We are excited to partner with one of our favorite mortgage minds, Lou Barnes, to bring you his biweekly commentary. Lou is a loan officer in Boulder, CO, but his insight is relevant across the country. Lou's opinions should not be construed as the opinions of CENTURY 21 Redwood Realty or our partner, Day 1 Mortgage.
We hope that you enjoy this series! Our good friends at Day 1 Mortgage are here to answer all of your mortgage needs. You can reach them at 888.973.0624 or online at Day1Mortgage.com.
In an odd lot of news this week, perhaps one common thread is the widening separation of policy makers from political support. Rates, the Fed and inflation, energy, and Democrats.....
Rates. The new and higher trading range of the 10-year T-note, 1.50%-1.60% lasted ten whole days, now 1.60%-1.70%. Which is where charts said it should be (see below) after rising from July-September 1.20%-1.37%. “Technical” indicators (mysterious patterns on charts) suggest a lot of support at 1.70%, but a weird world getting weirder can do unusual things. Mortgages are creeping north from 3.00%, but not alarming.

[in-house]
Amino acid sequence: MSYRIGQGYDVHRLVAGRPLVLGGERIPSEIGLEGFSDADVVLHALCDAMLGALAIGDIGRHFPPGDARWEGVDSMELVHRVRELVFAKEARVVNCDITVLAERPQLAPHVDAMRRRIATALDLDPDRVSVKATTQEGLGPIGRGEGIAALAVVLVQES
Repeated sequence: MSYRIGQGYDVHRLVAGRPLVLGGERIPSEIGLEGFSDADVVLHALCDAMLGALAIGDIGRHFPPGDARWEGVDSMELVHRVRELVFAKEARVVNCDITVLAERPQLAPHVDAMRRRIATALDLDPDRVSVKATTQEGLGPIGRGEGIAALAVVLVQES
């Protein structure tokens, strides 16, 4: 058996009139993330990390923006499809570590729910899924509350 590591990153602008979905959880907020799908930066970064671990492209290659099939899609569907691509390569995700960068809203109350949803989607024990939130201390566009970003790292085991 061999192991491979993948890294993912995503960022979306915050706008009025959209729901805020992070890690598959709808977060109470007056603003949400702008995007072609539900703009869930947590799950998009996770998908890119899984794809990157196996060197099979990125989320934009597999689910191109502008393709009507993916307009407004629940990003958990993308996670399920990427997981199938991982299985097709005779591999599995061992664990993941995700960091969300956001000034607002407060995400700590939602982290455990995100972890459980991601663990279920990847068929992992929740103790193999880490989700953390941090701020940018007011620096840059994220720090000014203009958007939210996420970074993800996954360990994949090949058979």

The Fed. There is nothing mysterious about the reason for the rate rise. Chair Powell today conceded: “Supply-side constraints have gotten worse. The risks are clearly now to longer and more-persistent bottlenecks, and thus to higher inflation. I do think it is time to taper. I don’t think it is time to raise rates.”
Fed Governor Quarles earlier in the week described the Fed’s twin dilemmas (not a tri-lemma, a di-di-lemma): inflation for how long, and how high before the Fed drops a hammer? First, his calming thought:
“The fundamental productive capacity of our economy as it existed just before COVID -- and, thus, the ability to satisfy that demand without inflation -- remains largely as it was. Constraining demand now, to bring it into line with a transiently interrupted supply, would be premature.” BUT: “We can tolerate inflation of 2.5% as supply returns to normal, for a much longer period than we can tolerate 4.5%.”
If you heard a click, that was the hammer cocking.
Heresy. Nearly alone, I believe supply chains will self-repair far faster than the doomers say, and the next worry will be prices falling back to pre-Covid baseline and semi-deflation. For two reasons: the LA/Long Beach port, 40% of US merchandise imports, is running 24/7, and LA and CA are working fast to accommodate container transit, and the harbor still has 100 ships waiting. That’s renewed supply floating out there, and likely to overshoot accumulated demand. Second, I have an inside source. My kid engineers software for an essential IT tool of logistics. Right through Covid, demand for his employer’s tools has exploded, never-better logistics management getting better fast.